UMBC is teeming to the brim with talented and interesting individuals. Though our university is known for its STEM programs, we have brilliant professors and directors across the board. This week, The Retriever spoke with one of those masters of his craft, Michael Fallon from the English department.
Fallon has been teaching creative writing, literature and composition full-time at UMBC since 1985. His poems have appeared in the American Scholar, Sin Fronteras and the Oyez Review and his reviews, essays and articles have appeared in the Maryland English Journal, Lite Magazine and the Loch Raven Review. Fallon has won multiple awards for his collections of poetry, including two Maryland State Arts Council Fellowships in 1988 and 2009 and the first prize at the Plan B Press Poetry Chapbook Competition in 2011 for his collection, “Since You Have No Body.”
Despite the heavy focus on STEM subjects at UMBC, Fallon believes that the community does an exceptional job staying active in fine arts. “I think the new Performing Arts Building itself says a lot about UMBC’s commitment to the arts – not to mention the fact that the English department is on the fourth floor with such a beautiful view of the Baltimore skyline,” Fallon said.
“Personally, I really love the sculpture that was chosen for the front of the building,” Fallon continued. “I like the way it echoes Stonehenge – such amazing shadows a different times of day – and a sense of Greek or Roman ruins at the same time. I just really like working in a building that is bursting with artistic ferment and activity.”
From these ideas alone, Fallon made it clear that he is a man who lives and breathes poetry. He explained that his love for poetry blossomed at a very young age. “I come from a big Irish family where jokes and stories are told at every gathering. There is a love of conversation and an appreciation of the beauty of the spoken word,” he said.
“I love the sense of intimacy and community that stories and poems create, so I discovered very young the great pleasure of making something out of words,” Fallon said.
This life-long love of poetry ended up carving a path for Fallon’s career as a writer and professor. According to Fallon, UMBC is a fantastic environment for writers like himself. “I think UMBC has clearly shown its interested in hiring writers and promoting the literary arts. We now have Lia Purpura as Writer in Residence and at least eight other English faculty who are actively writing and publishing,” said Fallon. “We also have a very good reading series featuring nationally prominent poets and writers.”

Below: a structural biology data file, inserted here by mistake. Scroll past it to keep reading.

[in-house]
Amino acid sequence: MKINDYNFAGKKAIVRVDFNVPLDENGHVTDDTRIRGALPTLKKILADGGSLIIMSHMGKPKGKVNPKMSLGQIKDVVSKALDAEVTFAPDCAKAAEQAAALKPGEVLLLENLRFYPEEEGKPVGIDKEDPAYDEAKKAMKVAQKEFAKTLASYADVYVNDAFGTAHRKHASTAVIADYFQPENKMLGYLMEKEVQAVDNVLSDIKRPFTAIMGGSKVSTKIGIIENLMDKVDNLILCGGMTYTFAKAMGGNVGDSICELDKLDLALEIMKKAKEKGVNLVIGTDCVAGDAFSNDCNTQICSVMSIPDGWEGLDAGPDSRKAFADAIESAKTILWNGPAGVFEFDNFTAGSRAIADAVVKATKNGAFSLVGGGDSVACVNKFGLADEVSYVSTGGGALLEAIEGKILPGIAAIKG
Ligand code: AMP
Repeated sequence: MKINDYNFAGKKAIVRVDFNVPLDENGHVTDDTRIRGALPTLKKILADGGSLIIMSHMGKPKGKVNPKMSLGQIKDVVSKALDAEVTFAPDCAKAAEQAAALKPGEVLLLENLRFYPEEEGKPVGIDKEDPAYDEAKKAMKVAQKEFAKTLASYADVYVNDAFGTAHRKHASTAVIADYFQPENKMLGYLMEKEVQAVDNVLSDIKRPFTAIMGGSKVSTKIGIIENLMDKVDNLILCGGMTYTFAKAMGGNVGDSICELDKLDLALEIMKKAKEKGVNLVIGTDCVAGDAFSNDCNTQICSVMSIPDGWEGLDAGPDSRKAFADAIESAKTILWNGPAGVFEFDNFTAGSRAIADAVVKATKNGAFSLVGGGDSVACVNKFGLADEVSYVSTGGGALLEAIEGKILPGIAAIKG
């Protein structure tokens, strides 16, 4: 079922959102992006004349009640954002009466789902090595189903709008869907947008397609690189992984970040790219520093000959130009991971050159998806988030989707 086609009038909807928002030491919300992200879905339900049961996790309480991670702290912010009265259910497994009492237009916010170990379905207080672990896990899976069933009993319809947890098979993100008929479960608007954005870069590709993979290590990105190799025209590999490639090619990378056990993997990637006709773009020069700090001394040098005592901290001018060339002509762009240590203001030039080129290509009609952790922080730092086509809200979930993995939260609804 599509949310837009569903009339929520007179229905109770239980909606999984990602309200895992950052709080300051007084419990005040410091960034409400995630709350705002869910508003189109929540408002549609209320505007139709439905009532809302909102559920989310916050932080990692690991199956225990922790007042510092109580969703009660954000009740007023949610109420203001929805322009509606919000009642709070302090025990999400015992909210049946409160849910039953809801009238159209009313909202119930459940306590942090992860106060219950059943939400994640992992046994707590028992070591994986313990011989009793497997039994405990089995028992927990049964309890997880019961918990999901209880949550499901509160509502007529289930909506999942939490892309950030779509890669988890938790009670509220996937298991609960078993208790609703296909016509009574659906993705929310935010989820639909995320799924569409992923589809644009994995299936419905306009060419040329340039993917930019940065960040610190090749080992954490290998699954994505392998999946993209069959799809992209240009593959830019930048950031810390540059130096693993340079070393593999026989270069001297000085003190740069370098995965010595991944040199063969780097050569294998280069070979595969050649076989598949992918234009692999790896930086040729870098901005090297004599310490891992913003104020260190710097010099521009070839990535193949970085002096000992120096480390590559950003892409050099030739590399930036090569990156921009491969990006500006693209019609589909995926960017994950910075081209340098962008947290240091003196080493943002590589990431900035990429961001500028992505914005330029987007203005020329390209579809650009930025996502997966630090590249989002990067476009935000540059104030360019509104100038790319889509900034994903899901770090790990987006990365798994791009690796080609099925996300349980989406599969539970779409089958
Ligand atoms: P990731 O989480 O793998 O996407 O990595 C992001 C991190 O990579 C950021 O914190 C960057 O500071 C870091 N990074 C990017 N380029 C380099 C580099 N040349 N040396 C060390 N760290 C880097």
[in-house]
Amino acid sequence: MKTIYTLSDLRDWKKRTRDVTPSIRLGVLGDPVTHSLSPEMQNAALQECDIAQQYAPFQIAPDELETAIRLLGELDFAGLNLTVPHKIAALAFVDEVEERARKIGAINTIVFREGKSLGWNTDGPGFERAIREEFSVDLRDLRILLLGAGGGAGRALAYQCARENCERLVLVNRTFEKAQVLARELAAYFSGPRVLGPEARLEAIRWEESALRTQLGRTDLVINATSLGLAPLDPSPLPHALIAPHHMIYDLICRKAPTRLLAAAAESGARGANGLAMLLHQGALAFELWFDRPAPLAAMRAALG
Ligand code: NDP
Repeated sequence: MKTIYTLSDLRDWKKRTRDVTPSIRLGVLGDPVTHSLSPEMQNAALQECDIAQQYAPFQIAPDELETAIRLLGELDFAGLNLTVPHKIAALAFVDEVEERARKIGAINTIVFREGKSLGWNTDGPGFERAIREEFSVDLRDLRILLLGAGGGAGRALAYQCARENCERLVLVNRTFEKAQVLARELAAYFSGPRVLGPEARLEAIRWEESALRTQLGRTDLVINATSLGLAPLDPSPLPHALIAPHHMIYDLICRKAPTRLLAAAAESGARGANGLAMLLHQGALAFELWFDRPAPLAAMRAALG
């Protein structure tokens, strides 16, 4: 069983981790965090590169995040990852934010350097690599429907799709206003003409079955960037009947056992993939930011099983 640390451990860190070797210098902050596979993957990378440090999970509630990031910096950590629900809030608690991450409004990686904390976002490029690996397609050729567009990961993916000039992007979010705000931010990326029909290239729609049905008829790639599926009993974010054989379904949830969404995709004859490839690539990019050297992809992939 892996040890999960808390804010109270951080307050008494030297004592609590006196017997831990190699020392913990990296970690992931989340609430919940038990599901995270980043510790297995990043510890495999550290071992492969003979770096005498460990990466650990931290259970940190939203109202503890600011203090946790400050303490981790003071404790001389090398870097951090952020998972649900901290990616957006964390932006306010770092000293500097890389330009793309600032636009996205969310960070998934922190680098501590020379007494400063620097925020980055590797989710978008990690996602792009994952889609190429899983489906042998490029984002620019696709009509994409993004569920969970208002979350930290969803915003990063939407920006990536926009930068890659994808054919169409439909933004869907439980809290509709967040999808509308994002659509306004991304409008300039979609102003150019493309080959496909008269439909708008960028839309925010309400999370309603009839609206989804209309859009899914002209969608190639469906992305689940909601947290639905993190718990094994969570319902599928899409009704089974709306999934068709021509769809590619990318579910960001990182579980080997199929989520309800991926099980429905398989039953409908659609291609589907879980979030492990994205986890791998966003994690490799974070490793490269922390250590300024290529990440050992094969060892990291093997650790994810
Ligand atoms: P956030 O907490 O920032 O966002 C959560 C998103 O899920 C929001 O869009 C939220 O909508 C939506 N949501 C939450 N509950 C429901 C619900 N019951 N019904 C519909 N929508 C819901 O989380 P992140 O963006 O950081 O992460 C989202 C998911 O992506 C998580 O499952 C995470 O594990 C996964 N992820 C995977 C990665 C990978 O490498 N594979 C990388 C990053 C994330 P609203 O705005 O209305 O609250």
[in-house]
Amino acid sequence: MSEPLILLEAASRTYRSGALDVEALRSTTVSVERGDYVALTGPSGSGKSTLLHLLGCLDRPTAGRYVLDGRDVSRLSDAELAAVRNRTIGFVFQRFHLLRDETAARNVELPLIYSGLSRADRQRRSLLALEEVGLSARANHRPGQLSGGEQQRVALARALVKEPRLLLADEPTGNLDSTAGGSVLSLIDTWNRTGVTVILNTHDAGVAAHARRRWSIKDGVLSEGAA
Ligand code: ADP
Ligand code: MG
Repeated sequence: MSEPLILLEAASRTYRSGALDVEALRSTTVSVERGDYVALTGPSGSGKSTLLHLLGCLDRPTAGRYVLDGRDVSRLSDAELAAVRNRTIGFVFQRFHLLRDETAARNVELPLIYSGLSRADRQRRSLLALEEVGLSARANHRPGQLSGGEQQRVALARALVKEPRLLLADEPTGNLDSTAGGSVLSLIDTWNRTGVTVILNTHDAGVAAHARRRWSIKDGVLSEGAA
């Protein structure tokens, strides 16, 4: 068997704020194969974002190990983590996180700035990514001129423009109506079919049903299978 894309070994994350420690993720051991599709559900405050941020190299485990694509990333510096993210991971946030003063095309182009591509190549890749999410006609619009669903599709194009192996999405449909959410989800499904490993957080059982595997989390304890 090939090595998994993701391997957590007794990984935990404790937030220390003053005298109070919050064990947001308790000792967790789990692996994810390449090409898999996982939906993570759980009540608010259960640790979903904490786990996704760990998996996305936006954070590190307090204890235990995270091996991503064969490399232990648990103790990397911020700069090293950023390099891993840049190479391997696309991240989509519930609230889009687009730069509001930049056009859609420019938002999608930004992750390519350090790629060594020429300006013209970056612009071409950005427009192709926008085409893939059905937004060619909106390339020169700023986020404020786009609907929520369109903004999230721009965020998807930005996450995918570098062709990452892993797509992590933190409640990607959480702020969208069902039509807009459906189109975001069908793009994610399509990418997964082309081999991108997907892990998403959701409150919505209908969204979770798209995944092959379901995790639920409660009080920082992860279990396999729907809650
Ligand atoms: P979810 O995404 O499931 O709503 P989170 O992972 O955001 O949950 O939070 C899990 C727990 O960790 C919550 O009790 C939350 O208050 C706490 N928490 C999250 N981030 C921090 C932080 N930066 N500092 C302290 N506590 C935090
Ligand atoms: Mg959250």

Nonetheless, Fallon believes the University could do more for its writers. “I think we could do more to promote the writers here on campus and help support their work by making some UMBC grants available to them,” he said.
This semester, though, Fallon has not been present among his fellow UMBC writers as he’s been on sick leave to recover from throat cancer. Thankfully, he reports that he’s made it back to “3/4 strength” and is recovering well. His experience with throat cancer has allowed him to look back fondly on his career at UMBC, which he will be closing out fairly soon.
“When you are diagnosed with cancer, there is a certain chance that the cancer will kill you. This does tend to make you reexamine your life and decide how you are going to live if you recover and survive,” he said. “You don’t want to waste time, but to do only what is most worth doing.”
“I am retiring soon and my teaching career is ending. I do not regret a moment of it,” said Fallon.
Fallon ended our time by reflecting on the students of UMBC: what they have taught him and his words of advice for them as writers and as people. “I have learned so much from my students about what is beautiful and meaningful,” he said. “To the writers of UMBC, you are a writer only if you don’t give up. You have failed only if you are the only one who honestly thinks so. Failing is much easier and more common than success, so do it often and keep going. There is always a bit of success in failure and a bit of failure in success. Look for it. Learn from it.”